The Rwandan genocide is another (infamous) instance of peacekeeping mismanagement. Previous peacekeeping failures – notably the Somalian debacle – paved the way for the UN Security Council (UNSC) to significantly reduce the number of personnel involved in the Assistance Mission for Rwanda (UNAMIR). Although it is currently well-known that some Security Council members – such as the US – had correctly assessed the ramifications of reduced capacity for UNAMIR; it is also known that other members (notably rotating ones) had no clear notion of what would happen following peacekeeping disengagement. Some of them argued that they had no access to Force Commander Dallaire’s report, which highlighted the imminent risk of genocide if the UNSC opted for constrained mission capacity. The result of this failure was not only a recurrence of clashes, but a widespread genocide.
In 2021, the International Oscar winner Quo Vadis, Aida? elaborated another identity conflict mission failure in vivid detail. The movie, exploring conflict in Bosnia, showed how lack of capability and authority rendered the UN Protection Force (UNPROFOR) a spectator to the massacre in Srebrenica, which was a supposed ‘safe area’ under its protection.
Since those spectacular failures, the UN institutional structure has evolved substantially. More effort has been invested in ameliorating the role of peace operations in identity conflicts. The UN bureaucracy invested significantly in self-reflection on previous failures at the end of the 1990s, and the beginning of the 2000s. Documents such as the Brahimi Report and the Capstone Doctrine, coupled with new norms such as the protection of civilians in armed conflict, helped to improve policies aiming at avoiding another Rwanda. As a result, various new peace operations in the 2000s and 2010s gained considerable normative density and capability apparatus to monitor peace agreements and protect civilians. These have developed the moniker of ‘robust peacekeeping’.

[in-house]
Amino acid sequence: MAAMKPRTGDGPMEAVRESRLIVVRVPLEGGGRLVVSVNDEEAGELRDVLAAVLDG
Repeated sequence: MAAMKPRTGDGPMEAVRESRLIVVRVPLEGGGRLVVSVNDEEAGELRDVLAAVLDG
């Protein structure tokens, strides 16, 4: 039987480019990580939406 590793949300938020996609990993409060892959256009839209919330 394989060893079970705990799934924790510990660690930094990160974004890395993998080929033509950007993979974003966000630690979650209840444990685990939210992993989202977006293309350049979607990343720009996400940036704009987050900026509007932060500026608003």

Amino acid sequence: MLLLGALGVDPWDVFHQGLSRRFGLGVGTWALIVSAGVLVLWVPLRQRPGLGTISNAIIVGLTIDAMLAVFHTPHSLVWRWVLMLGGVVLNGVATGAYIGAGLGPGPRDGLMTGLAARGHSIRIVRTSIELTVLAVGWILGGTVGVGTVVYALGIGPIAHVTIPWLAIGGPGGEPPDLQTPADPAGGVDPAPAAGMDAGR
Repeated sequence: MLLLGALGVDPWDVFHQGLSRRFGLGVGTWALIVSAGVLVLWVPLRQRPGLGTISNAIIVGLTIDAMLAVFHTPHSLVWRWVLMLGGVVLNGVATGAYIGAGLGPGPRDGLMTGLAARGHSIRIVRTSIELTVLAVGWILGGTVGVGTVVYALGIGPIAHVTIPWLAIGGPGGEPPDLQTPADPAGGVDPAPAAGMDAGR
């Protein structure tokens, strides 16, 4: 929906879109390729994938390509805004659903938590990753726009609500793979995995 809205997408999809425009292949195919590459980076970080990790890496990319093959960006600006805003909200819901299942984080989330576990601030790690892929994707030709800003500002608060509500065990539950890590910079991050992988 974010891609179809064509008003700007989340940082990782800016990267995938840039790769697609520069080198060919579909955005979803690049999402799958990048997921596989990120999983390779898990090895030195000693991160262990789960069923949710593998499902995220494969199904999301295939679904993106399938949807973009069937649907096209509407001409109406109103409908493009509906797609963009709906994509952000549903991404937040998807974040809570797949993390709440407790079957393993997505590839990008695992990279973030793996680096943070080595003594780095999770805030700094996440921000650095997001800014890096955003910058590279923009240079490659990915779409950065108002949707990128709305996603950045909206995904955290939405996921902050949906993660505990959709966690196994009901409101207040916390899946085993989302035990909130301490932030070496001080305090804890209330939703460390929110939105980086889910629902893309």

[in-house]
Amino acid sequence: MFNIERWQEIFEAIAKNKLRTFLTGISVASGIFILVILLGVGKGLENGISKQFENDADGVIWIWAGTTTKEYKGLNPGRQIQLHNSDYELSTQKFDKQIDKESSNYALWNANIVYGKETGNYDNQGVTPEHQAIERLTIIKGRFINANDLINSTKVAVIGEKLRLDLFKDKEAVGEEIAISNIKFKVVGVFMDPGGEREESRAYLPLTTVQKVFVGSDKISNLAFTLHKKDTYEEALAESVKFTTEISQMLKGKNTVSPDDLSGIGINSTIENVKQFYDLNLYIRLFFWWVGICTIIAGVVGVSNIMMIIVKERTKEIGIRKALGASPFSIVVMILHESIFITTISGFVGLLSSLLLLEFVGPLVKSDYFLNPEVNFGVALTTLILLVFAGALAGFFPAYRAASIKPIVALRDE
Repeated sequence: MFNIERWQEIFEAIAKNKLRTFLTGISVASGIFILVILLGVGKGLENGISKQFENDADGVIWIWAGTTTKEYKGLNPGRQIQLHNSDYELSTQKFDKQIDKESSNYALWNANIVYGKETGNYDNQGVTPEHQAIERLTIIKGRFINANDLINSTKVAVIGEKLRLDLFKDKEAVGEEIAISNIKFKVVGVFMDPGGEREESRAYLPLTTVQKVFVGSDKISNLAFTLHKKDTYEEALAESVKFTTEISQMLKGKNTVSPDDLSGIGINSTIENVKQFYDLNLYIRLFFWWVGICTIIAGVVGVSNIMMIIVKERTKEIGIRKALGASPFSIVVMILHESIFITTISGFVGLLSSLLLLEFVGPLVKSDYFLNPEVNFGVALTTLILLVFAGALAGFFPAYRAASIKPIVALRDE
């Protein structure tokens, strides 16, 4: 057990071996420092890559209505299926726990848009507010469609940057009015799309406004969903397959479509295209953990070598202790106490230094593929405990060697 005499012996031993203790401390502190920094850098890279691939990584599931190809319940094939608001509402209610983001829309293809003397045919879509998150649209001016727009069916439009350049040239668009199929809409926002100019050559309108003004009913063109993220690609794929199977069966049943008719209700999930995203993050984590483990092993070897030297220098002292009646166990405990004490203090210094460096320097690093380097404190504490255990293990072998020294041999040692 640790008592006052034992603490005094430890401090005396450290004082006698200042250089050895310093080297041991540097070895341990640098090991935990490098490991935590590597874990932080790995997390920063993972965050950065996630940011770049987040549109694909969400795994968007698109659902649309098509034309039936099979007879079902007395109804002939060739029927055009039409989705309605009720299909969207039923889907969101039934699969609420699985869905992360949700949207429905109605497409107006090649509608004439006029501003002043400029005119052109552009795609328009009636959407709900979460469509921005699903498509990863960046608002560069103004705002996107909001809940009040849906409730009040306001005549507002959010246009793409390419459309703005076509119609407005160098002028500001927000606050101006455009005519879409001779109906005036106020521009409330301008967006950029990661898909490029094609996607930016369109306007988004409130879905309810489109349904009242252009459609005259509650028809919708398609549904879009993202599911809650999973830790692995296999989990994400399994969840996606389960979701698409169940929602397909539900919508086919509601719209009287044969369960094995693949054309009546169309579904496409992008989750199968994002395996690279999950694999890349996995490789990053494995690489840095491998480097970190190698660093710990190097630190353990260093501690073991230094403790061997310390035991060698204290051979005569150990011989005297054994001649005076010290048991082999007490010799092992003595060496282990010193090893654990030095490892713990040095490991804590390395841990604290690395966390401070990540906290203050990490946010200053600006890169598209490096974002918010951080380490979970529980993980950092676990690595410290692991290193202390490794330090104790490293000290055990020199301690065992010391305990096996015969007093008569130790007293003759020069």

Despite this new structure, however, we have seen continued atrocities in identity conflicts of the 2000s and 2010s. South Sudan is probably the most tragic of the current examples. In this case, the government formed after independence marked merely the beginning of another conflict cycle – rather than the end of the civil war. Elites that were supposed to govern the country in a coalition began a war against each other. They instigated supporters to commit mass atrocities against rival identity groups that devasted the newborn country. The UN Mission in South Sudan (UNMISS) was unable to prevent the massacres.
Cases such as South Sudan and others have shown that clearer/appropriate mandates and material capabilities (troops and equipment) are necessary to help carry identity conflict from war to peace. However, although necessary, these conditions are often not by themselves sufficient to stabilise identity conflicts. In cases like South Sudan, we see a significant lack of understanding about local actors’ dynamics and a failure to adapt missions to conform to local norms in atrocity prevention approaches. In order to resolve these shortcomings, external actors should refute an exlusive focus on top-down solutions – and engage more with local stakeholders. As Séverine Autesserre wisely points out, one aspect of the crisis in peacekeeping operations is precisely their blindness to bottom-up strategies in resolution processes. This blindness is even more harmful when it comes to identity conflicts, in which deeply-held grievances are usually one of the primary roots of violence. Moving forward, peacekeeping missions must appreciate actors’ dynamics not only during identity conflicts – but also in pre-war and post-war stages, alongside a nuanced view on connections between these stages.